Cynthia Kittler/Google Images
By Casey Quackenbush
Updated: November 13, 2017 10:08 AM ET

Green, erect, and cross-armed in a wide-brimmed feather hat, feminist Helene Stocker stands out at the forefront of a motley crew of primary colors in today’s Google Doodle, just as she did in the 20th feminist movement. In celebration of what would be the German activist’s 148th birthday, Google adorns its search engine with a snapshot of her leading the powerful common front she envisioned.

Stocker was a pioneer in feminism. Born in 1869 in Germany and raised in a traditional household, she moved to Berlin for her education and became one of the first women to earn her doctorate from the University of Bern. Literate, progressive, and prescient, Stocker sought a future for women free to pursue love and intellect in equal measure. “The modern woman does not as yet belong in this century,” Stocker penned in her most famous 1893 essay, The Modern Woman. “She is someone for whom there is still no name – nor man or place in society – for she belongs in all her being to the future.”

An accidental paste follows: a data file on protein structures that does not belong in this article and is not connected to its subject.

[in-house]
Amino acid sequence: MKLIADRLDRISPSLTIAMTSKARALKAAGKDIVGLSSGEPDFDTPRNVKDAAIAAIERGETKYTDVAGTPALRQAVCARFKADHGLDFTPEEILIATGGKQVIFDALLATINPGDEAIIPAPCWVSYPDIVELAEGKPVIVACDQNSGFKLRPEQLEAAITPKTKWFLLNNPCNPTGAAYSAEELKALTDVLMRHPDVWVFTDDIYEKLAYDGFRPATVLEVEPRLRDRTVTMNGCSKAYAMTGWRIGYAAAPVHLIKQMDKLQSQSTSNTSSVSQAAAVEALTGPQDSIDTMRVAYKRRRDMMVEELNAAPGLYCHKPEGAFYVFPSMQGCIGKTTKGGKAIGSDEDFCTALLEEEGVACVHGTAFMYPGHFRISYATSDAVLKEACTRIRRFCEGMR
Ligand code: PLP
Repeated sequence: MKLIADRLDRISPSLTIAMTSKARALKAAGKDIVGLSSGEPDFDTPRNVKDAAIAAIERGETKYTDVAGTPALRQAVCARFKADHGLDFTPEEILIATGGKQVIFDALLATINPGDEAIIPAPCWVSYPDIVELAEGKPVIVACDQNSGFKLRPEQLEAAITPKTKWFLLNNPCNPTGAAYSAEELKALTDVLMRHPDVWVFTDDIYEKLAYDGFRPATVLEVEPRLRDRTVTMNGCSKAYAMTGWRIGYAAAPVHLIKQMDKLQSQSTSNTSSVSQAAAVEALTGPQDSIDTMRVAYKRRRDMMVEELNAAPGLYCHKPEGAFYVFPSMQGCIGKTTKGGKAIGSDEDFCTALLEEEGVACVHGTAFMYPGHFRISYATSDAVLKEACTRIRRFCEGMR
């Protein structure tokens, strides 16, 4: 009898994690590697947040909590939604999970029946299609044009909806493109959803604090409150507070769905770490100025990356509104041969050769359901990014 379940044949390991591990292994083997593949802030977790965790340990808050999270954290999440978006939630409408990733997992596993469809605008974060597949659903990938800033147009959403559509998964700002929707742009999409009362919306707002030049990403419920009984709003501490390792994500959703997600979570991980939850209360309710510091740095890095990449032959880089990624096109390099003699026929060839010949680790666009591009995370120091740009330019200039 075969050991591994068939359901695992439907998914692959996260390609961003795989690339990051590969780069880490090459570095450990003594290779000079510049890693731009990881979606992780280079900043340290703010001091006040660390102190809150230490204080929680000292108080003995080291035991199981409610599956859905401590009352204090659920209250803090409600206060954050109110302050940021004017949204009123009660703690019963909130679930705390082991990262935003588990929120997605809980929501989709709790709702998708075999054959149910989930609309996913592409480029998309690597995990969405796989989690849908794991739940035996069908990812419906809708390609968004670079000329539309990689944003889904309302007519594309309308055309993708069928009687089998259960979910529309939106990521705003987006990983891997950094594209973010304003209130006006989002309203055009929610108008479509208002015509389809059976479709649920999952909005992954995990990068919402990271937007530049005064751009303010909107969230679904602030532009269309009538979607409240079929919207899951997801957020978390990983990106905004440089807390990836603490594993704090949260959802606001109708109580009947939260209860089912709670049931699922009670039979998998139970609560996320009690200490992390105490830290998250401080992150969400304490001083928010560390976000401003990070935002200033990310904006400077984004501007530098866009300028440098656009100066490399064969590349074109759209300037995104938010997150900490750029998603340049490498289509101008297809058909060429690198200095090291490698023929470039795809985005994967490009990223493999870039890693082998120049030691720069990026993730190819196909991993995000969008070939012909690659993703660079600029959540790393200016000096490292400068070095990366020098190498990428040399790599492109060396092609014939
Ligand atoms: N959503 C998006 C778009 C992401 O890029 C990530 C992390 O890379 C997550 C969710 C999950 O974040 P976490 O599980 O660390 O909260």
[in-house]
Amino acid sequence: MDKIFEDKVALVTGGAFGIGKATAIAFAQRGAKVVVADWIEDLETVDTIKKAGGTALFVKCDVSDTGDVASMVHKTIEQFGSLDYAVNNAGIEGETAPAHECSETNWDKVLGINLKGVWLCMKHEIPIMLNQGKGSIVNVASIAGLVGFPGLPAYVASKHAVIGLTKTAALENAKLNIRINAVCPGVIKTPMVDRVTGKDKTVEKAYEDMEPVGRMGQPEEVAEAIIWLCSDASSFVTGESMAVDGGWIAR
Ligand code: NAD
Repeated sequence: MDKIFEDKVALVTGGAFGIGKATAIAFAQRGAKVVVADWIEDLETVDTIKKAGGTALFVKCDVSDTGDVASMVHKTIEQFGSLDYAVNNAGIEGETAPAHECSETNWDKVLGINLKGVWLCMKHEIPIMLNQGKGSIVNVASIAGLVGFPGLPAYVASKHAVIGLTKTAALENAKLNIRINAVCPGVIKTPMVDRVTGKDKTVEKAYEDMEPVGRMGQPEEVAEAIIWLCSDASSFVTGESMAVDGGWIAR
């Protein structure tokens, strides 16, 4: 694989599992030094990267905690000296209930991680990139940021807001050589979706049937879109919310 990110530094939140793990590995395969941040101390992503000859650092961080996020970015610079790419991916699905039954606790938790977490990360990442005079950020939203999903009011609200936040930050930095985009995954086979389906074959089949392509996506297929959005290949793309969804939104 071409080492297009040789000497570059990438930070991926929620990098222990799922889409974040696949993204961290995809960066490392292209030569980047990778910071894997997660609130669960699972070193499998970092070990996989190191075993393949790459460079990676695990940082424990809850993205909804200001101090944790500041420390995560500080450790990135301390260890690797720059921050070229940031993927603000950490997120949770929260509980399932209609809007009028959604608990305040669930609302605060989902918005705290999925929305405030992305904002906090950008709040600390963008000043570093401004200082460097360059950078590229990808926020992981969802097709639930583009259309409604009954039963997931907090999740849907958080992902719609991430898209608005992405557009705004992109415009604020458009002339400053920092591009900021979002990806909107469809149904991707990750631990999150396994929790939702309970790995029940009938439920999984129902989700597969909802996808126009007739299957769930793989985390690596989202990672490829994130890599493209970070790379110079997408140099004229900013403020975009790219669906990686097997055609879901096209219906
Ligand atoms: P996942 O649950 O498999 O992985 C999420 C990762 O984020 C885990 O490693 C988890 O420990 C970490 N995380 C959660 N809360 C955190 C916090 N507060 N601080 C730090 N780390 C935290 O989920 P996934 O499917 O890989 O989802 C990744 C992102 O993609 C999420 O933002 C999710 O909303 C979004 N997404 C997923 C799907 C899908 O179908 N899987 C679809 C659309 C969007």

Stocker later co-founded The League for the Protection of Mothers and Sexual Reform in 1905, where she served as the magazine’s editor. In 1909, she successfully halted parliament’s criminalization of homosexuality. Underscoring all of her activism was her philosophy known as the New Ethic, which championed rights for illegitimate children, the legalization of abortion, and sexual education.

When the Nazis rose to power at the onset of World War II, Stocker fled, first to Switzerland and England, but ultimately landing on the Trans-Siberian Railroad to Japan in 1942. She ended up in the United States, where she would die of cancer one year later in New York City.

 

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